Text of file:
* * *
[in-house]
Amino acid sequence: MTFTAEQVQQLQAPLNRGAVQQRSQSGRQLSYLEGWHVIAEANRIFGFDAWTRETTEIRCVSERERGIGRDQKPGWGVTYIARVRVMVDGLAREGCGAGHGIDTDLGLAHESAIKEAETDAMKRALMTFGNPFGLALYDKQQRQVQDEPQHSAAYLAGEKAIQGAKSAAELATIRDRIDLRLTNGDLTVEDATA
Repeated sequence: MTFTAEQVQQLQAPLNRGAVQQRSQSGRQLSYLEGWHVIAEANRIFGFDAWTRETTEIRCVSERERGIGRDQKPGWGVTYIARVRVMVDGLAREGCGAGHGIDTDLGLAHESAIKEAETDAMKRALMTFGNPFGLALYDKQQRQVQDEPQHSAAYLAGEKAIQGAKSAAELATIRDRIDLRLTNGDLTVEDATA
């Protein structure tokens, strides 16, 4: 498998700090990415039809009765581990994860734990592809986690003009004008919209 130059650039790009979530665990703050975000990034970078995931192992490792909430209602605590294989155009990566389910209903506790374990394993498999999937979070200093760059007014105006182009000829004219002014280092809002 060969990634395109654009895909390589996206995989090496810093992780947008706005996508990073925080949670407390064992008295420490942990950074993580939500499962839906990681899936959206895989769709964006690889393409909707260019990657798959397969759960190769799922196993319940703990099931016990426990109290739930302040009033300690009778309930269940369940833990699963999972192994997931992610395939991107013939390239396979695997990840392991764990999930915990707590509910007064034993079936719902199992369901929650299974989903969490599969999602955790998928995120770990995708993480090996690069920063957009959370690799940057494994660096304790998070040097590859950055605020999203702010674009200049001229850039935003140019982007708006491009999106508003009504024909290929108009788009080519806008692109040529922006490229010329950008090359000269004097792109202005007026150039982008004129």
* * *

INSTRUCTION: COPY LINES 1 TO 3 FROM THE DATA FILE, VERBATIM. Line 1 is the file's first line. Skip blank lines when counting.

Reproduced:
[in-house]
Amino acid sequence: MTFTAEQVQQLQAPLNRGAVQQRSQSGRQLSYLEGWHVIAEANRIFGFDAWTRETTEIRCVSERERGIGRDQKPGWGVTYIARVRVMVDGLAREGCGAGHGIDTDLGLAHESAIKEAETDAMKRALMTFGNPFGLALYDKQQRQVQDEPQHSAAYLAGEKAIQGAKSAAELATIRDRIDLRLTNGDLTVEDATA
Repeated sequence: MTFTAEQVQQLQAPLNRGAVQQRSQSGRQLSYLEGWHVIAEANRIFGFDAWTRETTEIRCVSERERGIGRDQKPGWGVTYIARVRVMVDGLAREGCGAGHGIDTDLGLAHESAIKEAETDAMKRALMTFGNPFGLALYDKQQRQVQDEPQHSAAYLAGEKAIQGAKSAAELATIRDRIDLRLTNGDLTVEDATA